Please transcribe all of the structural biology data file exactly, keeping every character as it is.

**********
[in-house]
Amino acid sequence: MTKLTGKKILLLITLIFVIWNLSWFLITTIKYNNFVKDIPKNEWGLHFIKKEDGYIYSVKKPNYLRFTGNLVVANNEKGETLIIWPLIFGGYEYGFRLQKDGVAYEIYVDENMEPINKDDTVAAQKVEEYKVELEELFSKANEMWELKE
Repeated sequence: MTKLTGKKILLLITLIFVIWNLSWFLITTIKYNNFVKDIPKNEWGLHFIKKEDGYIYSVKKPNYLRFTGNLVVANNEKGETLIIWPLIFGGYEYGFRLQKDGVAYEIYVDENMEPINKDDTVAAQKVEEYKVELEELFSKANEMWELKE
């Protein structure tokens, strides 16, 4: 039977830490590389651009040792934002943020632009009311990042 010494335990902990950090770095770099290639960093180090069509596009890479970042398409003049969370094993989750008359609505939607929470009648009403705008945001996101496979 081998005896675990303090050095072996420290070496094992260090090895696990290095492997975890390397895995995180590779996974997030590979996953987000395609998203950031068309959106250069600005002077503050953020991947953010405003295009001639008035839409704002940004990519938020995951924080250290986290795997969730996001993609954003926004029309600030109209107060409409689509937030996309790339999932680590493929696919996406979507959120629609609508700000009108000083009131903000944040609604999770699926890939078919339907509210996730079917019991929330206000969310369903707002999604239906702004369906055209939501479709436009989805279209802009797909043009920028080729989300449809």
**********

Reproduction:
[in-house]
Amino acid sequence: MTKLTGKKILLLITLIFVIWNLSWFLITTIKYNNFVKDIPKNEWGLHFIKKEDGYIYSVKKPNYLRFTGNLVVANNEKGETLIIWPLIFGGYEYGFRLQKDGVAYEIYVDENMEPINKDDTVAAQKVEEYKVELEELFSKANEMWELKE
Repeated sequence: MTKLTGKKILLLITLIFVIWNLSWFLITTIKYNNFVKDIPKNEWGLHFIKKEDGYIYSVKKPNYLRFTGNLVVANNEKGETLIIWPLIFGGYEYGFRLQKDGVAYEIYVDENMEPINKDDTVAAQKVEEYKVELEELFSKANEMWELKE
């Protein structure tokens, strides 16, 4: 039977830490590389651009040792934002943020632009009311990042 010494335990902990950090770095770099290639960093180090069509596009890479970042398409003049969370094993989750008359609505939607929470009648009403705008945001996101496979 081998005896675990303090050095072996420290070496094992260090090895696990290095492997975890390397895995995180590779996974997030590979996953987000395609998203950031068309959106250069600005002077503050953020991947953010405003295009001639008035839409704002940004990519938020995951924080250290986290795997969730996001993609954003926004029309600030109209107060409409689509937030996309790339999932680590493929696919996406979507959120629609609508700000009108000083009131903000944040609604999770699926890939078919339907509210996730079917019991929330206000969310369903707002999604239906702004369906055209939501479709436009989805279209802009797909043009920028080729989300449809």